Can Tegretol Make Someone Depressed?
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Q:  Can Tegretol Make Someone Depressed?

Dear Dr. Phelps-
I have been diagnosed with Bipolar II Disorder.  I currently take 40mg daily of
paroxetine.  I understand the controversy in taking anti-depressants alone esp. in
the case of Bipolar; however, when on mood-stabilizers in the past (Carbatrol,
Lamictal) I always felt I was kept stable but on the wrong side, i.e. kept stabaly
depressed.  Therefore I elect with my doctor's approval and monitoring NOT to take
them.  But here's my question below:

I have a friend who takes about 1000mg daily of Tegretol to control his seizures.
He was in a car accident at 16 (he's 27) and since then has memory problems
(blackouts), dizziness and auditory hallucinations lasting about a half-hour prior
to a so-called seizure (when not medicated).

My concern for him is that he is depressed: stating he has little to no desire for
food or sex, wishing he were dead, erratic sleeping patterns due to his
circumstances, feeling as though he has "too much pain" in his life, feeling
overwhelmed, low self-esteem, and crying spells.

He may have a family history (1st degree relative, now deceased) of mental illness,
coupled with the head trauma in the accident --- IS IT POSSIBLE THAT THE TEGRETOL IS DEPRESSING HIM, as it did me (keeping me on the wrong side of normal)?

Thanks, love your site,

Dear Maria-- 
A researcher out there has been treating people with Bipolar II with antidepressants alone and getting sustained good outcomes; his name is Amsterdam, and here's his latest such report (
Fluoxetine 2005). So there clearly is a precedent for what you're doing, and some -- Amsterdam and his colleagues, at least -- would be fine with this approach you're taking. 

Okay, that said, what of your question: can Tegretol make someone depressed?  I've definitely seen Depakote, another anti-seizure medication we also use in bipolar, make someone depressed. I've seen that several times. The person comes in cycling all over the place, and when we add Depakote, the cycling stops -- but it's as though the Depakote takes away only the high side of it all, not the low side, and the person comes back just depressed, not cycling, just really down.  I think this is less likely to happen if we start Depakote more slowly, but it may be that some people just react to it this way. Mind you (I'll get back to Tegretol in a moment), Depakote can also sometimes have some pretty impressive antidepressant properties, so there is clearly a lot of individual variation in how people react to medications like this.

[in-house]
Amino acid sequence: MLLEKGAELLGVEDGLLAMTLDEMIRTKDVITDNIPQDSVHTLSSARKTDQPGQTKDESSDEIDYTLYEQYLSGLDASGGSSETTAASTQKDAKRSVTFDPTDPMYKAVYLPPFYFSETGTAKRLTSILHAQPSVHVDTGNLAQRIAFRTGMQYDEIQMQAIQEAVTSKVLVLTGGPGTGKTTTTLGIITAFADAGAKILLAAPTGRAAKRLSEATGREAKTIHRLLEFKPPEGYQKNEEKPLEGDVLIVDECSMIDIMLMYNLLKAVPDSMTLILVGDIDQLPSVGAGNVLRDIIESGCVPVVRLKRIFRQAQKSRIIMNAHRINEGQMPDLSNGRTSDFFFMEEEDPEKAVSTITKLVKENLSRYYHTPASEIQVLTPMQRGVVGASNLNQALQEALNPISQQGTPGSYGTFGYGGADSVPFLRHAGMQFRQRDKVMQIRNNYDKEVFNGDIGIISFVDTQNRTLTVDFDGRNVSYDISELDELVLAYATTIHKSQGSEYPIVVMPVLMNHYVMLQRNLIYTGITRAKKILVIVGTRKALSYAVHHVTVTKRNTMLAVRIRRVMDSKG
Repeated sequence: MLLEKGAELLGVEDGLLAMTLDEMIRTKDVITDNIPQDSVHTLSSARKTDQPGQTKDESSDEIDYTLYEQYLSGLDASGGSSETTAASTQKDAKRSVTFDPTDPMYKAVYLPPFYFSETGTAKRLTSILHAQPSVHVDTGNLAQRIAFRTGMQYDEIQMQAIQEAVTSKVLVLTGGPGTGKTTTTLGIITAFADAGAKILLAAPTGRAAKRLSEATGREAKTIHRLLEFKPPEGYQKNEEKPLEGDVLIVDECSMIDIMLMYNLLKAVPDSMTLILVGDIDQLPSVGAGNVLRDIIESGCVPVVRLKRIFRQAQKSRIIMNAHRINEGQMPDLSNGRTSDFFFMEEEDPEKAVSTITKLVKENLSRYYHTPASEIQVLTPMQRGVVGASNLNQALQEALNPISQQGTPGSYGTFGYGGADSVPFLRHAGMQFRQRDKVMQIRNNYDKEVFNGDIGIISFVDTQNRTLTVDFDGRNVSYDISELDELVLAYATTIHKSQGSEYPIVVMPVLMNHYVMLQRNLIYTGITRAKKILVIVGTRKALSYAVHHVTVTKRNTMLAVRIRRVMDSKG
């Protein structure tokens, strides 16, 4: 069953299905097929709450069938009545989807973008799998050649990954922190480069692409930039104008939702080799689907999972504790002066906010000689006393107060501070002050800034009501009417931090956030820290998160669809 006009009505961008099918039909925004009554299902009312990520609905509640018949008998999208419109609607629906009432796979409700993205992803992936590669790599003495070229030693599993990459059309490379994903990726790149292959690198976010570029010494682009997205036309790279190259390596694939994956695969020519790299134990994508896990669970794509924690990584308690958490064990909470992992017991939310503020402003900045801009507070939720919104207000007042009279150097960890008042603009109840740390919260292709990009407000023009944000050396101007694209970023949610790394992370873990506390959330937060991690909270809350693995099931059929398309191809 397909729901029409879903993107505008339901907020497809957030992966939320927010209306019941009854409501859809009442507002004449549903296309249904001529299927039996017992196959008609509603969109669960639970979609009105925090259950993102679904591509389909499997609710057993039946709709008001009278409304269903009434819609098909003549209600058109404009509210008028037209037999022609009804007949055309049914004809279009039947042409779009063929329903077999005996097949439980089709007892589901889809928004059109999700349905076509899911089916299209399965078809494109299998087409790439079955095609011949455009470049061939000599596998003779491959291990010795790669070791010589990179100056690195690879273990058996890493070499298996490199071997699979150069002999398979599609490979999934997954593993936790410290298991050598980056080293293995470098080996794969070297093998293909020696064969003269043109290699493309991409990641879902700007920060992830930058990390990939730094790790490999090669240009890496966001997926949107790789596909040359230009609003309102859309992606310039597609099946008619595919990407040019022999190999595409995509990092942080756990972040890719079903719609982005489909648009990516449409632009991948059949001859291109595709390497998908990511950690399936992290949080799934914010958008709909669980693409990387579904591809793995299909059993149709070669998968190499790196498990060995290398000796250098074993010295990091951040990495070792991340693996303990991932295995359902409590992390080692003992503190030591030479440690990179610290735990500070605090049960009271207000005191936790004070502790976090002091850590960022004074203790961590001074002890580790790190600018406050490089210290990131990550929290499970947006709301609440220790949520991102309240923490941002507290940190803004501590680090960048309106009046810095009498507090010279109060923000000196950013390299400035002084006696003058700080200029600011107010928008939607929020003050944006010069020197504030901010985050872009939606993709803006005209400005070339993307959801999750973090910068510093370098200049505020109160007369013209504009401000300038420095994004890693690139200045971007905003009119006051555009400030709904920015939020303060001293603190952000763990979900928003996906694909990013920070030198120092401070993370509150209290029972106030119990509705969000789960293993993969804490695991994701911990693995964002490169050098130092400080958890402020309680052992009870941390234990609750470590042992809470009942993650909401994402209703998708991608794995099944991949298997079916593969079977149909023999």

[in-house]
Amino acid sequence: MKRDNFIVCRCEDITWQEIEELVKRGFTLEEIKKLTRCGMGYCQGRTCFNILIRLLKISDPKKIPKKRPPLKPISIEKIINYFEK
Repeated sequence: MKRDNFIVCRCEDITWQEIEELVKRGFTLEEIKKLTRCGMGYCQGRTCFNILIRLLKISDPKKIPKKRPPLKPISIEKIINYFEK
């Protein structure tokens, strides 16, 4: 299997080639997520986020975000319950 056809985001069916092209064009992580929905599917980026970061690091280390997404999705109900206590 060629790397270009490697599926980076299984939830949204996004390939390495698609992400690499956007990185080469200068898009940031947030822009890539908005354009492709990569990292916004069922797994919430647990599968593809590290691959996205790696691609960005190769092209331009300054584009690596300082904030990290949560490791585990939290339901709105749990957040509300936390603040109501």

As for Tegretol, I think it might be similar although I have not seen a clear-cut case of depression developing on it, as I have with Depakote. Instead, the people who do badly on Tegretol tend to get multiple problems at once: they too can feel really badly, as do those who get depressed on Depakote, but they feel sick as well as bad emotionally. They have nausea, they just feel terrible all over. So perhaps depression could be in there too but it is not obvious behind the physical symptoms. However, I've had people emphasize how awful they felt on the stuff and I don't think they were talking about the physical symptoms alone.  Mind you, just as with Depakote, there are a lot of people who think Tegretol is really great, extremely helpful, and who have no side effects at all from it. Again, individual variation. 

So, as it so often turns out when we're wondering if a medication could be responsible for something a person is experiencing, the only way to know for sure is to taper it off.  Now please don't tell this fellow to try this, or let him try to do this on his own: such a step must be taken with his doctor's knowledge and participation. A back-up plan for symptom control needs to be in place; sometimes another alternative medication started; before the taper begins. 

Does the head trauma add to the likelihood of his depression being associated with Tegretol? Fair question; I don't know.  Be careful with how you frame this issue for him, okay? It could be that without this medication he'd be having seizures or something else terrible, so for him to start to associate it with depression, when it might be playing no such role, would be very unfortunate in the long run.  But it should be okay to ask and to wonder, as you're doing here. Good luck with that. 

Dr. Phelps

Published March, 2006


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